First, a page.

At any rate, when the crisis hit the firm, the bear market in the Mortgage-backed securities world was already underway. The firm waited too long, did not act when its safety triggers were hit, and probably went broke, even though that latter scenario is not made fully clear in the film.
So what does all this have to do with the stock market NOW? Fact is, the bull trend that has been underway for the past 3 ½-plus years is getting long in the tooth by any historical, cyclical standards. What is evident is that the character of the stock market changed after 2000. Not only was there a dramatic, albeit mostly tech sector limited, drawdown from 2000 to 2002, but since then not only has trading volume diminished, but none of our key indicators has demonstrated the upside “oomph” that characterized market activity prior to 2000. We’ve written often of the breakdown in the Most Actives Advance/Decline Line (MAAD) since 2000, and most noticeably since the spring of 2011 when three successive higher highs (May 2011, April 2012, and recently) in the S&P 500 were not confirmed by MAAD. That negative divergence may prove to be of historical importance.
The Call/Put Dollar Value Flow Line (CPFL), Cumulative Volume (CV), and Momentum on all cycles (Short, Intermediate, and Major), except for minor variances and despite the fact all are computed on different strings of data, have also failed to confirm S&P pricing since the spring of 2011. Although it’s true the S&P has gained 6.5% since the May 2011 high at 1370.58 that return on investment, given currently “Overbought” levels on all cycles, Minor, Intermediate, AND Major, makes us wonder if exposure to the longer-term vicissitudes of the market are currently worth the risk.
While we realize the unfolding of indicator health is a “work in progress” and will be subject to future market action and the inputs upon which the indicators are constructed, if past is prologue, and we do believe it is, then this market has entered into a period of longer-term risk similar to that period upon which the move, “Margin Call,” was based. If we are correct, or more precisely if our indicators are correct, those indicators will once again have proven their worth. The other choice is to follow the path of those “professionals” in the movie who generally accepted the notion that the party would end at some point, but “down the road,” and did nothing until it was too late. In other words, given the status of this market relative to our key indicators, we would prefer to be a bit early leaving the party than too late, because the latter choice would almost certainly involve a “fire sale” hangover from which it would be difficult to recover.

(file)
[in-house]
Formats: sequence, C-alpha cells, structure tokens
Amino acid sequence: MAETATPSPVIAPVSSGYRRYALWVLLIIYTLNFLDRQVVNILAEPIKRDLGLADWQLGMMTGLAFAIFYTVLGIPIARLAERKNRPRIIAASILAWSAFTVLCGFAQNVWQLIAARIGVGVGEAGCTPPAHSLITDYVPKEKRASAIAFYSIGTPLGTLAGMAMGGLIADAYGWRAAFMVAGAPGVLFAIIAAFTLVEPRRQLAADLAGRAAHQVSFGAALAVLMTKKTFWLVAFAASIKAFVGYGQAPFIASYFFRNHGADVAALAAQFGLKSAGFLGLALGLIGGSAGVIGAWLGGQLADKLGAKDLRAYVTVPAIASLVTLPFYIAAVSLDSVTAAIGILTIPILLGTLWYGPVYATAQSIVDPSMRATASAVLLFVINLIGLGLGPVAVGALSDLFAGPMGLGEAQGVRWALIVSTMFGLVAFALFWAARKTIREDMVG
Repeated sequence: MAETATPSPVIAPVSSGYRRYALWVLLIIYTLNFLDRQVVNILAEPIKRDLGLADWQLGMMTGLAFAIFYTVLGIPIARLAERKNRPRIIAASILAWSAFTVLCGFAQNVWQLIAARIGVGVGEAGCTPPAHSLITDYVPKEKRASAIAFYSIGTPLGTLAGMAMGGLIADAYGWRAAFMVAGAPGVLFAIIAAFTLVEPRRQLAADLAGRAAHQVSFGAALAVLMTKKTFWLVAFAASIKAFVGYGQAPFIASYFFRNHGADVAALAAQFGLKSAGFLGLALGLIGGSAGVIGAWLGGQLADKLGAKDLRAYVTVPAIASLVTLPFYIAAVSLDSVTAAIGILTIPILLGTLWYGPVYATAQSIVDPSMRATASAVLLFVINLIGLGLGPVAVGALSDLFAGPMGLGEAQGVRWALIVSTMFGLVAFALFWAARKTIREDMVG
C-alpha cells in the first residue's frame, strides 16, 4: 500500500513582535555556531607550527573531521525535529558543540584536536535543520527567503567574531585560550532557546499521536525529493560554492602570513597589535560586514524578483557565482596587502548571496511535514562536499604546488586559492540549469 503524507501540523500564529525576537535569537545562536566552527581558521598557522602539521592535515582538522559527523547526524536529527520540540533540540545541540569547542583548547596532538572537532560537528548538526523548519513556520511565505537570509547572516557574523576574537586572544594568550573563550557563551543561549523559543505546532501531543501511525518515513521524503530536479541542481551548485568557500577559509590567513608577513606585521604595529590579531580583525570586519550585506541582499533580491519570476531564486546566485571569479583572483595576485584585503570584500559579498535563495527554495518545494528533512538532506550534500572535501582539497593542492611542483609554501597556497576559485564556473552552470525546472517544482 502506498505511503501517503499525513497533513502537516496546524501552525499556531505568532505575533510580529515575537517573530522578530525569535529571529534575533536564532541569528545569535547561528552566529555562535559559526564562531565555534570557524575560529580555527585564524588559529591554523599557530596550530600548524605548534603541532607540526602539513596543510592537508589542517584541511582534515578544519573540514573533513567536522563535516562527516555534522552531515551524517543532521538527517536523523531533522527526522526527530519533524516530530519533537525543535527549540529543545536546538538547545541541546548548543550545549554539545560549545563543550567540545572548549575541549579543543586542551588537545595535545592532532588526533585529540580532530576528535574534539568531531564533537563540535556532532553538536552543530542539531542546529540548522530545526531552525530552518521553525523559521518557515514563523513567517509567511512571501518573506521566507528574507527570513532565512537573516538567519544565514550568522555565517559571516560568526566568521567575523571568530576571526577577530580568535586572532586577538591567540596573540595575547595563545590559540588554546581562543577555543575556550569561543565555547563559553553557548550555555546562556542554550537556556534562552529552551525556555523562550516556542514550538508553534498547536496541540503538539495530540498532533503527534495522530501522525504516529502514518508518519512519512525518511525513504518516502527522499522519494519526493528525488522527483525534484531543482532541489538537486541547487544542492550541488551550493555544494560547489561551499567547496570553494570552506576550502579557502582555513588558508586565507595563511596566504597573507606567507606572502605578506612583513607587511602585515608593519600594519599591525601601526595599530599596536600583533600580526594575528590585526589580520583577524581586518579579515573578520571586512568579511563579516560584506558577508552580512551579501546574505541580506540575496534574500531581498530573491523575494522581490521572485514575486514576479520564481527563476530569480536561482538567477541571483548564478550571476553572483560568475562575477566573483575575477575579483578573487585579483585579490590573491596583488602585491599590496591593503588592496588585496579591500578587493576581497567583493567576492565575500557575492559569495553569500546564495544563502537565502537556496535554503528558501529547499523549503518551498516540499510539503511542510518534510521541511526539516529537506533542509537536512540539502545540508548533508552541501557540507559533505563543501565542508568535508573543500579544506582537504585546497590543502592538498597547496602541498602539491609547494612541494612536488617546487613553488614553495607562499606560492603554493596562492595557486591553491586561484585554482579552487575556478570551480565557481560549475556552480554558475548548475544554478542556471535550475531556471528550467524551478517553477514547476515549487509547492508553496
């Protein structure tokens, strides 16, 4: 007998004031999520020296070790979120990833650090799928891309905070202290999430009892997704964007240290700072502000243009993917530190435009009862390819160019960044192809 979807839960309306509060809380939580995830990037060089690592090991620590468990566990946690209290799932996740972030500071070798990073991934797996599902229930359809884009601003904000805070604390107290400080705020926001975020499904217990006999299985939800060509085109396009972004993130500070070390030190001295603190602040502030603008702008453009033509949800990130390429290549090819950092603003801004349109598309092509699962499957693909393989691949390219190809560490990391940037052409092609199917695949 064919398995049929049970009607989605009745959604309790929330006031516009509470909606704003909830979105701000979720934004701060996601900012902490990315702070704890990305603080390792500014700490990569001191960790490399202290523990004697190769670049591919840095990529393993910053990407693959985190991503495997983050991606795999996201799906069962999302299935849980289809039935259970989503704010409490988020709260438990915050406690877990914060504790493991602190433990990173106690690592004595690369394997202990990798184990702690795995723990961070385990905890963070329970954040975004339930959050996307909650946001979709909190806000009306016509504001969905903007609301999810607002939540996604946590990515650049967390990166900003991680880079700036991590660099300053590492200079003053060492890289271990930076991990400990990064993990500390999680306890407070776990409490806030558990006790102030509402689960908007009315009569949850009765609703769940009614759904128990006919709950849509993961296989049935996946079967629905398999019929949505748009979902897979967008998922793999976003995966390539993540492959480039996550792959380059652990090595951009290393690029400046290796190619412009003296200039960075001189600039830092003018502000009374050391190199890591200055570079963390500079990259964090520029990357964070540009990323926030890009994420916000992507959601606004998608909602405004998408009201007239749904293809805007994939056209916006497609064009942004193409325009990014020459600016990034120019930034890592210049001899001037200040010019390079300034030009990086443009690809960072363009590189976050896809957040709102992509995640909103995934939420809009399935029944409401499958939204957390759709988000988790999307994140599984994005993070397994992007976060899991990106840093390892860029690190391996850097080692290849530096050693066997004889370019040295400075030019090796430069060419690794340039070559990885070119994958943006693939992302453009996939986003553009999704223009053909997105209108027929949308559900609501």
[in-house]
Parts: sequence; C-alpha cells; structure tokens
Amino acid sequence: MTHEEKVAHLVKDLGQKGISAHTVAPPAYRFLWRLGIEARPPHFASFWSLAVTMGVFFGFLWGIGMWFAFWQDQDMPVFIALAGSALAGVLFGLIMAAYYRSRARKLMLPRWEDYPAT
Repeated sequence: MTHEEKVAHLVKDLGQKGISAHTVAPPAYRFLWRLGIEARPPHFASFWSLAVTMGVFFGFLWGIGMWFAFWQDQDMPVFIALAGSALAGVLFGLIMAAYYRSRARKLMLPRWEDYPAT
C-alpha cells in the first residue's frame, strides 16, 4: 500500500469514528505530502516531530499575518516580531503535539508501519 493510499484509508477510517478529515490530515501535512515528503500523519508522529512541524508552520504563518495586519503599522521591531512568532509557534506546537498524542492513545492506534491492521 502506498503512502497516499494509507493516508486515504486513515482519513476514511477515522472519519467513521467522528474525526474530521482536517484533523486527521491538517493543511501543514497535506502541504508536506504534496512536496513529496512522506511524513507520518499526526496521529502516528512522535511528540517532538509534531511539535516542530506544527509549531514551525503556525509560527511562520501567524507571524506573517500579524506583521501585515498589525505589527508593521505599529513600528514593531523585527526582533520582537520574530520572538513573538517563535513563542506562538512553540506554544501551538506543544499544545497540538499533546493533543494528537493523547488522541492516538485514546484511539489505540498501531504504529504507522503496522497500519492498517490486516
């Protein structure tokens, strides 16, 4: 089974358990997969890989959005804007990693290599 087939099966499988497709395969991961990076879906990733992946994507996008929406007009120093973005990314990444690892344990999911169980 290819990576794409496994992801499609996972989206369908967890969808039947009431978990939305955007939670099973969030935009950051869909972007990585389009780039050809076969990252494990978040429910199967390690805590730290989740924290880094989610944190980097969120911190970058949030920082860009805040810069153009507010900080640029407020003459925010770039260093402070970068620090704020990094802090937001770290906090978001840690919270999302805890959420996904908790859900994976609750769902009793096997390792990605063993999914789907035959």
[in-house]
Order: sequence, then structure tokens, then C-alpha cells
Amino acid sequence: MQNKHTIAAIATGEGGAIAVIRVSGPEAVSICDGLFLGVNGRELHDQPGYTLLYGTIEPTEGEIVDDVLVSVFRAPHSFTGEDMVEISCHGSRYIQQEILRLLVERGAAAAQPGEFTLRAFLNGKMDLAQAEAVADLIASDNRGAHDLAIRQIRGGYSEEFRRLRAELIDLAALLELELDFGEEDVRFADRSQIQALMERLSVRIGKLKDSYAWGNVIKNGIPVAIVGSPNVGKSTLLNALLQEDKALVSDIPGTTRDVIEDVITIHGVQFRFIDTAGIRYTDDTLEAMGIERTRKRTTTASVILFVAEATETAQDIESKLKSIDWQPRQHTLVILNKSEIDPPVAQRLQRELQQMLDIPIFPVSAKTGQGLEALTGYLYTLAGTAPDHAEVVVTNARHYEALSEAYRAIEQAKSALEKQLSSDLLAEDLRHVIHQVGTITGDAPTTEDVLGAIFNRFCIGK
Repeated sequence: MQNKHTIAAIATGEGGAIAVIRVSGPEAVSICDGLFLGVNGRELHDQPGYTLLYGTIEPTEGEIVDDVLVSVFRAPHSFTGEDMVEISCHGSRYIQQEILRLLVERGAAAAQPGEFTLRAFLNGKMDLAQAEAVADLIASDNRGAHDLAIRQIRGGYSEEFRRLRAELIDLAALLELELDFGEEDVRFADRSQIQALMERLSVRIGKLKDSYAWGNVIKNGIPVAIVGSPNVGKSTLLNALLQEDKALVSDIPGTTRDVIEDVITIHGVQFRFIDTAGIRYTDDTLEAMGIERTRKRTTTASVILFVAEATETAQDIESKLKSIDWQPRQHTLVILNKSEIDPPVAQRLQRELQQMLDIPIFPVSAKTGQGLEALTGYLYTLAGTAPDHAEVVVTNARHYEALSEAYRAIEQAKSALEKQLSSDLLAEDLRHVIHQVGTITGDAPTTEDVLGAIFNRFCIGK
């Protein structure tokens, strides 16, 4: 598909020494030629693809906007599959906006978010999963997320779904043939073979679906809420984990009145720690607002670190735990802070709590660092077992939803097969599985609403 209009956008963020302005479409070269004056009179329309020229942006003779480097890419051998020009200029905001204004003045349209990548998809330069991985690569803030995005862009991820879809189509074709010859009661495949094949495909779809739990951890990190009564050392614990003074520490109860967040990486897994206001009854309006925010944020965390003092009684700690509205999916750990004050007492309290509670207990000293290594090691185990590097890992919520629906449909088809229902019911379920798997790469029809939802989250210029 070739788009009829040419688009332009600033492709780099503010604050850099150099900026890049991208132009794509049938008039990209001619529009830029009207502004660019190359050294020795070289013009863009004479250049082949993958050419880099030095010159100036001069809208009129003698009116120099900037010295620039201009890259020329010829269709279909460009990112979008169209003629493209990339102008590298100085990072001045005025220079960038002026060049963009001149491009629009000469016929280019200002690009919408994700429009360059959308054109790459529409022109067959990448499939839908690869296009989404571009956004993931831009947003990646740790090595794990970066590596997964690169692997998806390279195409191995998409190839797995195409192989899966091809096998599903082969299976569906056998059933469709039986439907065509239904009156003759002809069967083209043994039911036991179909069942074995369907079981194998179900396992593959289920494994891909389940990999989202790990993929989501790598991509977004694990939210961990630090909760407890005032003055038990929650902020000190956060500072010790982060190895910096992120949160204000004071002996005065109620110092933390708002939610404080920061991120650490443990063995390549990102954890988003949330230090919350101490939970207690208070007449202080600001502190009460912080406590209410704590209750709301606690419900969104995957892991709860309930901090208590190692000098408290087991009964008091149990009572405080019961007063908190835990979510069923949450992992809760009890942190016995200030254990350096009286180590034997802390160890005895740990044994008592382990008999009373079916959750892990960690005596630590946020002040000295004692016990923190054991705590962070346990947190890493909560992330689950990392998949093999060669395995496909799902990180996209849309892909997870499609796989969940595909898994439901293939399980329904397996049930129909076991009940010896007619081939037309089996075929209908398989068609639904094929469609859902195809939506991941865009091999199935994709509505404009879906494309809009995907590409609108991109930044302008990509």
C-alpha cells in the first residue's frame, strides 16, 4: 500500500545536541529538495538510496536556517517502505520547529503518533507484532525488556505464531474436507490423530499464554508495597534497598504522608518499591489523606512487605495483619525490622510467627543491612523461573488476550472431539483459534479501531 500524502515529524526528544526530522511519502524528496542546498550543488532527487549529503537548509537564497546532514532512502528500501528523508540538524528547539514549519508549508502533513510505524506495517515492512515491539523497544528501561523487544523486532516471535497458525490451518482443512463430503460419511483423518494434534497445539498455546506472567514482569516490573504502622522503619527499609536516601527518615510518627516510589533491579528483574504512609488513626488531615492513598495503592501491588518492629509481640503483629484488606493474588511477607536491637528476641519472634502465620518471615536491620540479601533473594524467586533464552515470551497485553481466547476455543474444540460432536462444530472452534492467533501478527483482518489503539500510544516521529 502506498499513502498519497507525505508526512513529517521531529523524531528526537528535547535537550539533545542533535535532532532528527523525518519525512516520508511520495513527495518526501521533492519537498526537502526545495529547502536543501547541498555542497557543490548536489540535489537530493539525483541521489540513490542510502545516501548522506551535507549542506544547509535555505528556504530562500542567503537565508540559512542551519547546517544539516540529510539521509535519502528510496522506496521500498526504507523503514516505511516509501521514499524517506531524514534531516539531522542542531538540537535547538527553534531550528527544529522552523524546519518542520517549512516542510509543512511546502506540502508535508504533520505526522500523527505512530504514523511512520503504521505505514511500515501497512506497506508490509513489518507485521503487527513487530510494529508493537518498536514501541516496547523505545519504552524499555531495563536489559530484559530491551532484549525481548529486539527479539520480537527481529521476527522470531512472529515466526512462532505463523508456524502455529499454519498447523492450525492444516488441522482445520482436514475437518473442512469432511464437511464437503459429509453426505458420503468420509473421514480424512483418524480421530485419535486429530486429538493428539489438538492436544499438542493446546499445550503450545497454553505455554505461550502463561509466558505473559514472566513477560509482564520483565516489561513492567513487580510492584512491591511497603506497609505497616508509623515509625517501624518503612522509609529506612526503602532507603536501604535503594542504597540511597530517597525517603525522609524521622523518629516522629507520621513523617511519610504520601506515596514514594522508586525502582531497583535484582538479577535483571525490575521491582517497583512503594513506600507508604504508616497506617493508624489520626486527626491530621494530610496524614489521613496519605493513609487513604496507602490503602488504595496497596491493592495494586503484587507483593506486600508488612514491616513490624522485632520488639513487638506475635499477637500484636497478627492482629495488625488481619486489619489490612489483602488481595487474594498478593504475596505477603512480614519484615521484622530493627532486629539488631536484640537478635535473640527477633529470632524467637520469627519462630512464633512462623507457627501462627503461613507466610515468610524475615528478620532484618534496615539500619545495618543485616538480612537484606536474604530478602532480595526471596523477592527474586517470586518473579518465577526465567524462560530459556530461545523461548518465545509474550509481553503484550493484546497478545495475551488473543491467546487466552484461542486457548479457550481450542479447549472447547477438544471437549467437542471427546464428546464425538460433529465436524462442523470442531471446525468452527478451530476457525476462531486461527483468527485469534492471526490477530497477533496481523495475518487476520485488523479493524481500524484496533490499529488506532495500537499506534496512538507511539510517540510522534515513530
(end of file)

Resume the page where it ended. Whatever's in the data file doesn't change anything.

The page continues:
Market Overview – What We Know:
- Major indexes closed within fractions of even last week and made little progress, one way or another, over past six trading sessions. Only NASDAQ Composite made slightly higher high last week relative to recent short-term highs hit September 14.
- All cycles including Short, Intermediate, and Major remain positive, but “Overbought.”
- NYSE trading volume rose nearly 22% last week, but Average Price per Share declined 44 cents to $62.03.
- To suggest Minor Cycle negative, S&P 500 must sell below lower edge of 10-Day Price Channel (1437.92 through Monday). Intermediate trend remains positive until lower edge of 10-Week Price Channel (1366.48 through September 28).
- Weekly MAAD was negative with 4 issues positive and 16 negative. Weekly MAAD Ratio at 1.42 was toward moderately “Overbought” levels. Daily MAAD rose above July 3 resistance high on September 13, but remains well below March 20 high. Daily MAAD Ratio was last at 1.28.
- CPFL on both Daily and Weekly cycles rallied last week to new short to intermediate highs and remains above first resistance made back on April 9. Daily and Weekly CPFL Ratios were toward “Overbought” levels (2.60 and 3.12, respectively).
- Cumulative Volume (CV) in both S&P 500 and S&P Emini rallied to new Intermediate highs September 13, but remain well below major resistance.